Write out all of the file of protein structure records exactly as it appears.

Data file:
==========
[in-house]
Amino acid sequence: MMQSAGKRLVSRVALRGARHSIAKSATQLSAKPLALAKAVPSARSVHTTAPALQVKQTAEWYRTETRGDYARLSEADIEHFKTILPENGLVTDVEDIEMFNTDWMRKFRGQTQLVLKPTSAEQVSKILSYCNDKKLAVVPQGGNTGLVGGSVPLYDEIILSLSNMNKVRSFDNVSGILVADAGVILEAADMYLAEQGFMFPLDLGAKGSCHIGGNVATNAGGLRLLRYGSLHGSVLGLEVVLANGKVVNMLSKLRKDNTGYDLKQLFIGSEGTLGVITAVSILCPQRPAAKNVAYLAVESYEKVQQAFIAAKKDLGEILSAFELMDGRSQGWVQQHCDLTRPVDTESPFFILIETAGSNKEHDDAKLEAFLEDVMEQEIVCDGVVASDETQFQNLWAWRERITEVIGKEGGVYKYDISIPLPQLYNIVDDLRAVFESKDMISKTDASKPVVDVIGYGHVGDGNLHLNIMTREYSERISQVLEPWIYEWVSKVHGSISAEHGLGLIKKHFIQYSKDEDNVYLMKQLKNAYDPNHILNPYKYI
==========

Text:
[in-house]
Amino acid sequence: MMQSAGKRLVSRVALRGARHSIAKSATQLSAKPLALAKAVPSARSVHTTAPALQVKQTAEWYRTETRGDYARLSEADIEHFKTILPENGLVTDVEDIEMFNTDWMRKFRGQTQLVLKPTSAEQVSKILSYCNDKKLAVVPQGGNTGLVGGSVPLYDEIILSLSNMNKVRSFDNVSGILVADAGVILEAADMYLAEQGFMFPLDLGAKGSCHIGGNVATNAGGLRLLRYGSLHGSVLGLEVVLANGKVVNMLSKLRKDNTGYDLKQLFIGSEGTLGVITAVSILCPQRPAAKNVAYLAVESYEKVQQAFIAAKKDLGEILSAFELMDGRSQGWVQQHCDLTRPVDTESPFFILIETAGSNKEHDDAKLEAFLEDVMEQEIVCDGVVASDETQFQNLWAWRERITEVIGKEGGVYKYDISIPLPQLYNIVDDLRAVFESKDMISKTDASKPVVDVIGYGHVGDGNLHLNIMTREYSERISQVLEPWIYEWVSKVHGSISAEHGLGLIKKHFIQYSKDEDNVYLMKQLKNAYDPNHILNPYKYI